The Female Dog’s Reproductive System

Anatomy and physiology of the female dog’s reproductive system.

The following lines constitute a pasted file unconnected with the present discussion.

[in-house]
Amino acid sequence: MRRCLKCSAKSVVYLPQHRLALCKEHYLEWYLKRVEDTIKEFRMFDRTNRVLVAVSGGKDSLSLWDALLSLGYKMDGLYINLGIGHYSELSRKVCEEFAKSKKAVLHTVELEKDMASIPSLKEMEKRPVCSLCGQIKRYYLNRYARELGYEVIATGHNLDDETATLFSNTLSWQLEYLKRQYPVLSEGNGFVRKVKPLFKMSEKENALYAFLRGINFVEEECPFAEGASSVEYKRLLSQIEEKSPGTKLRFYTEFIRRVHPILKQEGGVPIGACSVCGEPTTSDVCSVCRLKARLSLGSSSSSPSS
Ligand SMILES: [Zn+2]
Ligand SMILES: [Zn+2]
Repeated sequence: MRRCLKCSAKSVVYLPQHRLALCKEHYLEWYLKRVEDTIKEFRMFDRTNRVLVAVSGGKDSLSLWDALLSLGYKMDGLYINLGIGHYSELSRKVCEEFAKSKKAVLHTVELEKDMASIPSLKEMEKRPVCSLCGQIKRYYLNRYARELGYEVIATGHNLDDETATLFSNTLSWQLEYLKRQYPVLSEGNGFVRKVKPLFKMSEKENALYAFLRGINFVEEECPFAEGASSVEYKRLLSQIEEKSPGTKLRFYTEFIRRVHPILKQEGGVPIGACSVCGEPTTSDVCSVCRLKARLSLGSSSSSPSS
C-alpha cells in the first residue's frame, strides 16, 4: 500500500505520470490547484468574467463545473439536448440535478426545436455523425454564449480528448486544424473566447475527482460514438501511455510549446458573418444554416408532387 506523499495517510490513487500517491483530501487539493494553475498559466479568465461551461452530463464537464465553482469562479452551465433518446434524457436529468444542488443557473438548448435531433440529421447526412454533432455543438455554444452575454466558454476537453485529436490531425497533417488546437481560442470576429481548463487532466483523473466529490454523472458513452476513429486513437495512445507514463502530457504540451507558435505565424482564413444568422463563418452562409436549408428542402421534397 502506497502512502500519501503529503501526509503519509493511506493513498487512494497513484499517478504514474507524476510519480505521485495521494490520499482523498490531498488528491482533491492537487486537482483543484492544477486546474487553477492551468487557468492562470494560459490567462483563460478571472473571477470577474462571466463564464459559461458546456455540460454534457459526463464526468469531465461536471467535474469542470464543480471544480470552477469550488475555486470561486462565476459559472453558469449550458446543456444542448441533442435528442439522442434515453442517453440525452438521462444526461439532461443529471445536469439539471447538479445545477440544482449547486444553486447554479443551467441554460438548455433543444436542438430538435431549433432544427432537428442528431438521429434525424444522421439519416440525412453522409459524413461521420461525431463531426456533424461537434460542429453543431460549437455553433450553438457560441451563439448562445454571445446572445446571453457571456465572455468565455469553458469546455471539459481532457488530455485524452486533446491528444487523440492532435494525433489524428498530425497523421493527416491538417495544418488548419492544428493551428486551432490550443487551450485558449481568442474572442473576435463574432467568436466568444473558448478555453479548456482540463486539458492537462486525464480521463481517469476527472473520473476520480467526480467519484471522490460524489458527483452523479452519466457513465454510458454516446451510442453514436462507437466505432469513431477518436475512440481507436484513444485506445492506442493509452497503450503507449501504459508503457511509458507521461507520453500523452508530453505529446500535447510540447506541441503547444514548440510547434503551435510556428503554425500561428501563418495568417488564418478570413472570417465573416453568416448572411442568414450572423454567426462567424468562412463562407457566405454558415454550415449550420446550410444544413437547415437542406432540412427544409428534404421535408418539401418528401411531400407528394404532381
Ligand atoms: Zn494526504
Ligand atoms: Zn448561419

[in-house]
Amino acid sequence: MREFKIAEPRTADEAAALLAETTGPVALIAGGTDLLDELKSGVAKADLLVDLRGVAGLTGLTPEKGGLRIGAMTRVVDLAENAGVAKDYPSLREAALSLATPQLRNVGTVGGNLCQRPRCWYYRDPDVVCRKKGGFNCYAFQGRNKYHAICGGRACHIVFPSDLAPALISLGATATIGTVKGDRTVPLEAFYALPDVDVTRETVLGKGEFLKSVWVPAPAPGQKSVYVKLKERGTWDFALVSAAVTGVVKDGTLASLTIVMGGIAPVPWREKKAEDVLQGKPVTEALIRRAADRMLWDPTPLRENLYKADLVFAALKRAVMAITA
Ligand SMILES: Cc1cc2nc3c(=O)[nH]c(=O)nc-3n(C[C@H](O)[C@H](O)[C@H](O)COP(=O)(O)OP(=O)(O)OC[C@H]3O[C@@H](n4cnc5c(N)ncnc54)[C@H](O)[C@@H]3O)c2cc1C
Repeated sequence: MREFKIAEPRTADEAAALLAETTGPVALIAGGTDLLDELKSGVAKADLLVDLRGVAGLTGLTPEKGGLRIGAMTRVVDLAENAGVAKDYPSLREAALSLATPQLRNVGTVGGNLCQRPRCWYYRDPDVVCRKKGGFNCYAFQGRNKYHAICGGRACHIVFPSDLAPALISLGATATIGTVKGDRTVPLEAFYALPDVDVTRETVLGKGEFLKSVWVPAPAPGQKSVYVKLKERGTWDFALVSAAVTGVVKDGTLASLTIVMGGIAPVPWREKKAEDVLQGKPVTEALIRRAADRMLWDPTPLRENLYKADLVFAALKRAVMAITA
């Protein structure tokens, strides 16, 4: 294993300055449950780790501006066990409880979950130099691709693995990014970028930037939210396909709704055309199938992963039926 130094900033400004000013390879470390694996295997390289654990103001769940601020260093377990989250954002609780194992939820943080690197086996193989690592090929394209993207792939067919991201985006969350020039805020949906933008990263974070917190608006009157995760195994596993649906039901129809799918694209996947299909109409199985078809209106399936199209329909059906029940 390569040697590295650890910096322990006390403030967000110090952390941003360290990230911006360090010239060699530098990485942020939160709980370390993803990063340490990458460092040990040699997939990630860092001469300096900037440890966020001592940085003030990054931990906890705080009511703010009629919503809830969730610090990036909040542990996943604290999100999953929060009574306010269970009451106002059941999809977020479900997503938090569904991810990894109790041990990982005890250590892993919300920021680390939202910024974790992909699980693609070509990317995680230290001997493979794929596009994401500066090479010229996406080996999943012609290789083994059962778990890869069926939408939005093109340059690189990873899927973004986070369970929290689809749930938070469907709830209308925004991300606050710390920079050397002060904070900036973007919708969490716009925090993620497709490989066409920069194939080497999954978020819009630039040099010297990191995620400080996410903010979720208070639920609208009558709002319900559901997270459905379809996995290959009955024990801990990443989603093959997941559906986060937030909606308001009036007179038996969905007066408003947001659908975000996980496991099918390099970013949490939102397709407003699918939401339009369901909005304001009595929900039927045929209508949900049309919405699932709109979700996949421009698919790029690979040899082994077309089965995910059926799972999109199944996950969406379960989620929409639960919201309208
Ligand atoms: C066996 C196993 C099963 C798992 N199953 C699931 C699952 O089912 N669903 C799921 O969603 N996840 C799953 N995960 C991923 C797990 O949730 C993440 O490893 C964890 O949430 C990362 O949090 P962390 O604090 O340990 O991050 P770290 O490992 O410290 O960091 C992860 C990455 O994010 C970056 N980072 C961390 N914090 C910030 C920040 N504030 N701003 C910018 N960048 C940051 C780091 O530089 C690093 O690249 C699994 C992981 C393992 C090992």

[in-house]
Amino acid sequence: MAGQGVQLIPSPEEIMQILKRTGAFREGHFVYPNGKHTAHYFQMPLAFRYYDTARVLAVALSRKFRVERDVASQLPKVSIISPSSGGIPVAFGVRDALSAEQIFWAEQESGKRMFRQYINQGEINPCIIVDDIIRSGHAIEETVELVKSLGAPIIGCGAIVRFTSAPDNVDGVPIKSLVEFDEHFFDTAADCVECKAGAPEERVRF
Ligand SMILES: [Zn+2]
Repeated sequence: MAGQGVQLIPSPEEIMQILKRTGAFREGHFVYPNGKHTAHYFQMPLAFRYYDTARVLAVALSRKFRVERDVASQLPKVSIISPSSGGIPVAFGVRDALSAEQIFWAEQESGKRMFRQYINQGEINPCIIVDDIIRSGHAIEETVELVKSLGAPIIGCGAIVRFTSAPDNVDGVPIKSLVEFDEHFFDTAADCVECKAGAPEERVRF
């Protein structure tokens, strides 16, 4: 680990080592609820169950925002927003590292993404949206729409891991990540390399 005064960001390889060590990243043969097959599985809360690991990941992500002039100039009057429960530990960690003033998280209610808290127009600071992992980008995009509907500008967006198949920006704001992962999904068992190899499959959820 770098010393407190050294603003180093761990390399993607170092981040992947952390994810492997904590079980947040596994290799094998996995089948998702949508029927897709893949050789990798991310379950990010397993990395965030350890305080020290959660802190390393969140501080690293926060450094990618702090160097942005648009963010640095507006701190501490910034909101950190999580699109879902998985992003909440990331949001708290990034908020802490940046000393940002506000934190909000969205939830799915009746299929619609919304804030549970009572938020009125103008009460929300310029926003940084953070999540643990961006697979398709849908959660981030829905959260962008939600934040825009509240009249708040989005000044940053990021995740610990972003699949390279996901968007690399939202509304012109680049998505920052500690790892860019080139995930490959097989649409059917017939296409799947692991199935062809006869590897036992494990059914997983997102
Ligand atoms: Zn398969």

By Randy Kidd, DVM, PhD The female dog’s reproductive system is the “nest” that nurtures a simple union of two single cells into a weave of billions of intercommunicating cells, which then form into organ systems and ultimately unify into the whole organism we call “dog.” We’re talking about the act of creation, the production of entire litters of living, breathing, best friends of mankind. It’s an amazing, powerful, complex system. And as with the male dog’s reproductive system, very small alterations in the balance of any one of the female functions involved with reproduction can produce profound results throughout her body. Anatomy and physiology of the female dog The vaginal vestibule, a short entryway into the vagina, is oriented at a 60-degree angle to the horizontal (upward, toward the spine, and forward, toward the head). Thus, to pass a speculum or catheter into the vagina requires that it be initially oriented at this upward angle, and if a female needs assistance expelling a puppy from the pelvic canal, best results are obtained when gently pulling in this mostly-downward direction. Just cranial to the vestibule lies the vagina, which is oriented horizontally in the standing female. The vagina terminates at the cervix, an organ that separates the vagina from the uterus, which is a Y-shaped organ in the bitch. In a normal pregnancy one or more fetuses will develop in each of the uterine horns. Each horn of the uterus terminates in a tortuous uterine tube (oviduct), which then expands into a bursa that completely enfolds the ovary. The ovary is the site for production of the ovum and a variety of hormones including the estrogenic compounds (primarily estradiol-17 Beta) and progesterone; other hormones, including testosterone, are also produced in the ovary. In last month’s article on the male dog reproductive system (“All Male Review”), we discussed the vomeronasal organ and its ability to sense the sex-related pheromones that are emitted by an animal in heat. The vomeronasal organ in most species (including the human species) is composed of two short tubes with tiny, slit-like openings into the nares, tucked away just below the floor of the nose. They are processing centers for pheromones. Females also have the vomeronasal organ, and while pheromones don’t seem to have the profound driving effect that they have on the male of the species, they are still an important component of the breeding cycle. In many species the females in the herd or colony will come into heat only in the presence of a male (or in the presence of something that is redolent with his male odor). Some bitches will not display any outward signs of heat until a male dog, along with his male pheromones, is actually present. The ovarian or estrus cycle The dog reaches sexual maturity at from 5 to 24 months of age – earlier in smaller breeds; later in larger breeds. Dogs are what is termed unseasonally monestrous, meaning that their heat cycle is an isolated event that occurs at any time of the year. While traditional lore has it that bitches tend to cycle in the spring and fall, actual observations have indicated that for most breeds heat cycles occur randomly throughout the year. The time between cycles varies with the individual from 3 ½ to 13 months, and the estrus cycle lasts from 2-21 days (6 to 12 days on average). Proestrus and estrus are stages of obvious sexual activity. Estrus (from the Greek oistros, meaning mad, frenzied, any vehement desire), is defined as the period of sexual receptivity in female mammals, and proestrus is the period of heightened follicular activity prior to estrus. The dog’s ovarian cycle is divided into four phases – anestrus, proestrus, estrus, and diestrus. For breeding purposes there are various ways to interpret the changes that occur during these different phases, including monitoring blood hormone levels, microscopically observing vaginal cells, visualizing the vaginal cell walls with an endoscope, and observation of behavioral characteristics. A dog breeder would refer to the combined two stages of proestrus and estrus as “heat” or “season,” with the first day of heat being the first day of proestrus, the last day of heat being the last day of estrus. A horse or cow breeder would use the term “heat” to mean only the period of sexual receptivity or estrus. • Anestrus (65 to 281 days, mean 150.3 days). Anestrus is the quiescent period of the reproductive cycle, behaviorally characterized by sexual inactivity. Microscopic, endoscopic, and hormonal evaluations all reflect a general lack of activity. While there may be hormonal changes during anestrus, these changes are not consistent among individuals. The hormonal concentrations – especially of leutenizing hormone (LH) – often surge in episodic fashion, creating peaks and valleys of blood level concentrations throughout anestrus. • Proestrus (6 to 11 days, mean 9.1 days). This phase is the period when the bitch is sexually attractive yet rejects the male’s advances. Behavioral clues for this stage are often indistinct, however, and most folks mark the first day of proestrus at the time when a vaginal discharge appears that is yellowish or straw colored, or tinged with pink or red (serosanguineous). During this phase of the cycle, the vulva gradually enlarges and becomes quite edematous and firm by the last third of proestrus. Vaginal discharge and vulvar swelling are both variable, and observers may miss them completely, especially if the female frequently licks and cleans her vulva throughout all stages of her cycle. Signs of estrus and proestrus are often indistinct and especially difficult to detect in young females. Microscopic examination of vaginal cells at this stage will reveal red blood cells along with a gradual increase in cornified epithelial cells, until they are the predominate cell at about one or two days before the actual serum estradiol peak. • Estrus (7 to 9 days, mean 10.4 days). Behavioral estrus begins when the female allows the male to mount and stands with her tail cocked to the side (flags) when he attempts intromission (insertion). Estrus ends with her refusal of the male’s advances. Ovulation usually occurs about the 11th day of heat (day 2 of estrus). At ovulation, vaginal epithelial cells are almost totally cornified (hardened), so successive microscopic evaluations of slides taken from vaginal swabs are a fairly accurate way to predict the time of ovulation. During estrus, endoscopic examination of the vagina by an experienced evaluator may also be helpful for pinpointing the time of ovulation. It is important to realize, however, that an examiner can’t tell early estrus from late estrus from a single cellular cytology or vaginal endoscopic exam; sequential evaluations are needed to truly evaluate timing of the cycle. Some females may have a “silent heat,” a heat cycle that is not associated with bleeding. Some of these bitches will have vulvar swelling, but this is often difficult to detect. Most bitches undergoing silent heat will accept a male at the time of ovulation; however, determining this time may be difficult, especially if the male is not on the premises. • Diestrus (56 to 58 days pregnant, 60 to 75 days nonpregnant). This phase can be precisely defined by observing changes in vaginal epithelial cells; a less precise way to identify it is by noting the first time the female refuses the male. This usually occurs at the same time she is no longer attractive to males. Diestrus is completely dominated by progesterone; other hormones are essentially at baseline levels. Breeding tips • Be certain the female has reached puberty. • Expect that the female’s ability to accept the male and her breeding efficiency will increase with age and experience. (The male dog’s libido and efficiency will also increase with time and experience, until old age changes begin to take effect.) • Realize that each female is an individual, and each will have her own way of expressing her heat cycle. Some will bleed profusely and show prominent vulvar swelling; others will have a silent or near-silent heat cycle; some will readily accept any male; others may accept for only a few days (or hours) and then only if the male is deemed “acceptable.” • Be certain that the bitch is truly in standing heat (the most common cause of breeding failure is that the female is not truly in estrous). To be sure, use a combination of hormonal, cytological, endoscopic, and behavioral evaluations, especially for the difficult-to-breed female. • When possible, stay out of the way. The second-most common cause of breeding failure is interference from well-meaning folks, disrupting the “ambiance” necessary for good reproductive contact. • Realize that sometimes the mating was simply not meant to be – either the bitch or the male, for whatever the reason, may not be attracted to the other, and they may never be able to “hit it off.” • Poor thyroid function is known to adversely affect libido and breeding soundness in animals, and other organ systems will likely be shown in the future to have intimate connections to the reproductive system. A complete breeding soundness exam will certainly include an evaluation of thyroid function, and an evaluation of other organ systems may also be indicated. Disorders of the canine female reproductive tract There are several common disorders of the female canine reproductive tract that deserve mention. If a female continues to show signs of proestrus or estrus (heat) for a prolonged period (more than 21 days of standing heat or more than 40 days of attracting males along with vaginal bleeding and vulvar swelling), suspect the possibility of follicular cysts. Cysts are fluid-filled sacks that result in a prolonged secretion of estrogen, leading to the signs of heat. The treatment of choice for this condition, if it recurs, is ovariohysterectomy. False pregnancy (pseudopregnancy, pseudocyesis) is fairly common. As the name suggests, it is a condition where the female appears to be pregnant, but she is not. Dogs in false pregnancy may demonstrate swelling of the mammary glands, lactation, nesting, or other “mothering” signs, without the presence of fetuses. Other than the possible need for tranquilizers (herbal or otherwise) for the overly distraught “mother,” no treatment is necessary, as the problem usually resolves itself in one to three weeks. Conventional medicine sometimes suggests hormonal therapy, but the approved medications often lead to pyometra. The only long-term therapy proven to prevent recurrent false pregnancies is ovariohysterectomy. Difficulty during breeding attempts or whelping may lead to metritis, an infection of the uterus. A variety of organisms may be involved in producing clinical signs of purulent vulval discharge, often accompanied with fever, lethargy, and refusal to eat. Also, the mother may neglect her puppies. Some bitches may need stabilizing supportive therapy such as fluids; most cases of metritis respond to antibiotics coupled with treatments (oxytocin or prostaglandins) aimed at evacuating the uterine contents. Pyometra, a hormonally mediated disorder that occurs after estrus, is a serious and potentially life-threatening condition that typically occurs in older females. It can be caused by infections during or after breeding. Or it may be associated with the administration of hormones, such as progesterone compounds given to delay or suppress heat, or estrogens administered to females after an unintended and unwanted mating. There may be an evident mucopurulent vulvar discharge; if the cervix is closed, however, the purulent material may remain in the uterus and enlarge it to the point where abdominal swelling is evident. Bitches with pyometra often become dehydrated, and they are typically lethargic and refuse to eat. They may also drink and urinate excessively (polyuria and polydipsia), and they may vomit. Further signs such as fever or a change in the WBC count are variable; x-rays or ultrasonic exams may be indicated for a final diagnosis. Cases of pyometra often do not respond well to antibiotic therapy, and this is only attempted when there is a definite need to salvage the reproductive potential of the female. Ovariohysterectomy is the treatment of choice. Vaginitis, inflammation of the vagina, is usually due to a bacterial infection, but viruses, conformational abnormalities, foreign bodies, or therapeutic use of steroids may also be involved. There is usually a vulvar discharge, which the female may constantly lick, and she may attract male dogs. Bacterial infections usually respond to local treatments (vaginal douches) using antibiotics or herbs with antibiotic activity. Systemic antibiotic therapy may be necessary in some cases. If it is a young female, the condition almost always resolves itself after her first estrus cycle. The reproductive tract typically has a normal flora of bacteria, often comprised of several different species. Care should be exercised when diagnosing vaginitis based solely on the finding of bacteria; a profound overgrowth of one species of bacteria may be a more important indicator. Abortion can be caused by a variety of organisms, hormonal imbalances, and physical factors such as trauma, malnutrition, or severe stress. Brucellosis deserves special mention as an infection that causes resorption of the fetuses early in gestation or sudden abortion during the last trimester of pregnancy without any previous symptoms. It is a highly contagious disease that can spread rapidly through a kennel by contact with infected fetuses, vaginal discharge, or occasionally by venereal means. Brucellosis can be diagnosed by isolation of the organism; however, a serologic test is usually more practical. Whenever breeding problems occur in a kennel, the entire kennel should be tested. Mammary tumors will be discussed more fully in an upcoming article on pregnancy and lactation. For now, I’ll just say that their exact cause is unknown, but if a female is spayed before her first heat cycle, her chances of developing mammary tumors is near zero. Transmissible venereal tumors (TVTs) occur frequently in some geographic areas and rarely in others. They are almost always located on the dog’s genitalia (male or female) and are spread by dog-to-dog direct contact. They typically spread to regional lymph nodes and sometimes to other tissues. Other tumors of the lower urinary tract are relatively common in dogs. Neoplasia may also involve any of the other tissues of the reproductive tract. Tumors vary in their potential for growth and in their propensity to spread (metastasize) to other tissues. They are treated via Western medicine by the usual means: surgical excision, and/or some form of chemo- or radiation-therapy. Alternative therapies for tumors of any type include homeopathy or acupuncture; nutritional supplements and herbal remedies may be included to support the primary therapy of choice. I discussed urinary incontinence in “All Male Review” (WDJ May 2005) and much of what was said there especially applies to females, since the incidence of incontinence is somewhat higher in females than in males. Some feel that estrogen-type compounds are more effective for treating incontinence in bitches. In my mind, this makes the phytoestrogens (estrogens from plants) a good option for treatment. To spay or not to spay Castration is the correct term for removal or destruction of the gonads, whether the subject is male or female. (In the male, the procedure is most accurately called bilateral orchiectomy – removal of both testes; in the female, it’s called a bilateral oophorectomy – removal of both ovaries.) However, common usage in animals generally refers to female castration as “spaying,” and in the male the procedure is called either castration or neutering. Most veterinarians, when they perform a “spay” are actually performing an ovario-hysterectomy – removal of both ovaries along with the removal of both horns of the uterus to the cervix (hysterectomy). I discussed my opinions last month about spaying and neutering in “All Male Review.” For this article, suffice it to say that I feel that castration (of both male and female dogs) is a positive step to take to help alleviate our overpopulation problem, even at the possible expense to our dogs of the benefits of normal hormone levels. I suggest that all castrated animals receive herbal (phytohormones) and nutritional supplements to help the body replace its lost hormones. Some plants that provide estrogenic steroidal precursors include wild yam (Dioscorea villosa), black cohosh (Cimicifuga racemosa), feverfew (Tanacetum parthenium), lion’s ear or lion’s tail (Leonotis leonurus), and pleurisy root or butterfly weed (Asclepias tuberosa). Check with an herbalist experienced with using herbs for treating animals for proper dosages and delivery methods. Providing the female with pain relief immediately after spay surgery is fortunately becoming more common. My suggestion is the homeopathic remedy Arnica (available in health food stores). I recommend giving the female a 30c dose every hour or so, for a few doses after surgery, then maybe twice daily for a few days. Also consider a mind-calming herb or flower essence. -Dr. Randy Kidd earned his DVM degree from Ohio State University and his PhD in Pathology/Clinical Pathology from Kansas State University. A past president of the American Holistic Veterinary Medical Association, he’s author of Dr. Kidd’s Guide to Herbal Dog Care and Dr. Kidd’s Guide to Herbal Cat Care.